averages are in decline and the current equity prices are substantially below all the moving averages. In theory even an overvalued market like the SP&P could reverse with a sudden rise above the moving averages. If that happens, (and in the short term it could given a technically oversold market) we will have to listen to that. But for now and given that equities remain hugely overpriced based on historical P/E relationships, we remain very bearish on the stock market in general.
How overvalued are the equity markets in general? According to Decisionpoint.com the GAAP P/E ratio as reported last week for the S&P 500 was 27.21 times. Historically, bear markets bottom when the P/E ratio is at 10 or below. A P/E ratio of 20 has always been considered to represent an overvalued equity market. Despite the possibility of a rise in the price of
equity in the near term we remain absolutely convinced we are still fairly
early in a secular bear market that we think may turn out to be as severe
in the end as that of the 1930's.
Did the New Treasury Secretary do this to Gold?
Was it just a coincidence that the gold markets took a hit on the very first day our new Treasury Secretary took office? As Bill Murphy pointed out, it was almost exactly when O'Neil left as Treasury secretary that the price of gold began to rise. Then about the time our new Treasury secretary had a chance to sit down at his desk and drink his morning coffee, on his first day on the job (Feb 7) the new "fox" in charge of the chicken coup (The Exchange Stabalization Fund), seemingly wasted no time in overseeing a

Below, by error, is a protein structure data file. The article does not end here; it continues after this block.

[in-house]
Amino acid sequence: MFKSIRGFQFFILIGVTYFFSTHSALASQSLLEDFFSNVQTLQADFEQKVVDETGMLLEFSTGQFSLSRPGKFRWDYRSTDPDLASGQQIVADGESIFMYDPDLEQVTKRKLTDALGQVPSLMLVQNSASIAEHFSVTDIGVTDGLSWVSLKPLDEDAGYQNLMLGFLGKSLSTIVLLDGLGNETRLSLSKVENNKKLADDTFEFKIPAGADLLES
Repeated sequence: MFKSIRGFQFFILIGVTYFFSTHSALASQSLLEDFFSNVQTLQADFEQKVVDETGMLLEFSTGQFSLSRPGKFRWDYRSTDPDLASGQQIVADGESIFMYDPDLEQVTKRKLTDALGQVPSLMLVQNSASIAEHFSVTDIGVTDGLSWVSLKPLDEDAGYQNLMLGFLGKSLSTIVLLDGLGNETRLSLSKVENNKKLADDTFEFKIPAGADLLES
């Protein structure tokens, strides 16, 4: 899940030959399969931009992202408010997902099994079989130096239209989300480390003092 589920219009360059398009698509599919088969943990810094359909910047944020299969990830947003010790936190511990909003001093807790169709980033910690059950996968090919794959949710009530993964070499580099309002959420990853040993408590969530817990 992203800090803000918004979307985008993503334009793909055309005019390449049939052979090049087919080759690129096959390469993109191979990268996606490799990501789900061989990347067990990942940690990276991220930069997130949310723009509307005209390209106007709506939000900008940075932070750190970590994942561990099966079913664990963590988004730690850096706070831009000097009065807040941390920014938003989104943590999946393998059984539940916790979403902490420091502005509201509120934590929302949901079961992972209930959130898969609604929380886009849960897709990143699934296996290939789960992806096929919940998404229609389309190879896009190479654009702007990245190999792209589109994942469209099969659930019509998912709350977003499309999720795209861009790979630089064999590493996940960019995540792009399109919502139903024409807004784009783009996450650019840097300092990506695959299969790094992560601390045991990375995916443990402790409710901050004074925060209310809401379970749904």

breathtaking $7 decline in gold. Then on Wednesday, the yellow metal got
hit for $10 on the downside.
While we think it is possible the new Treasury secretary wasted no time in
using the ESF to go put the cap back on the gold market, more than likely
it was the increase in margin requirements implemented to help the troubled
crony capitalist banking friends of our policymakers that caused gold to swoon. But the bullish dynamics for gold remain the same. Despite the
contention that the new treasury secretary is in favor of a strong dollar,
in light of an economy that is becoming increasingly weak, there is less
justification now than in the past for a strong dollar. As Marc Faber opined, the dollar would have to decline 80% before America could compete with the Chinese in carrying out industrial activities that actually add to the wealth of nations. A strong dollar would necessarily mean that gold would have to be put back in its box, but if that becomes the suicidal policy of America, it will quicken our demise toward a deflationary collapse of the system.
February 17, 2003
Jay Taylor, Editor of J Taylor's Gold & Technology Stocks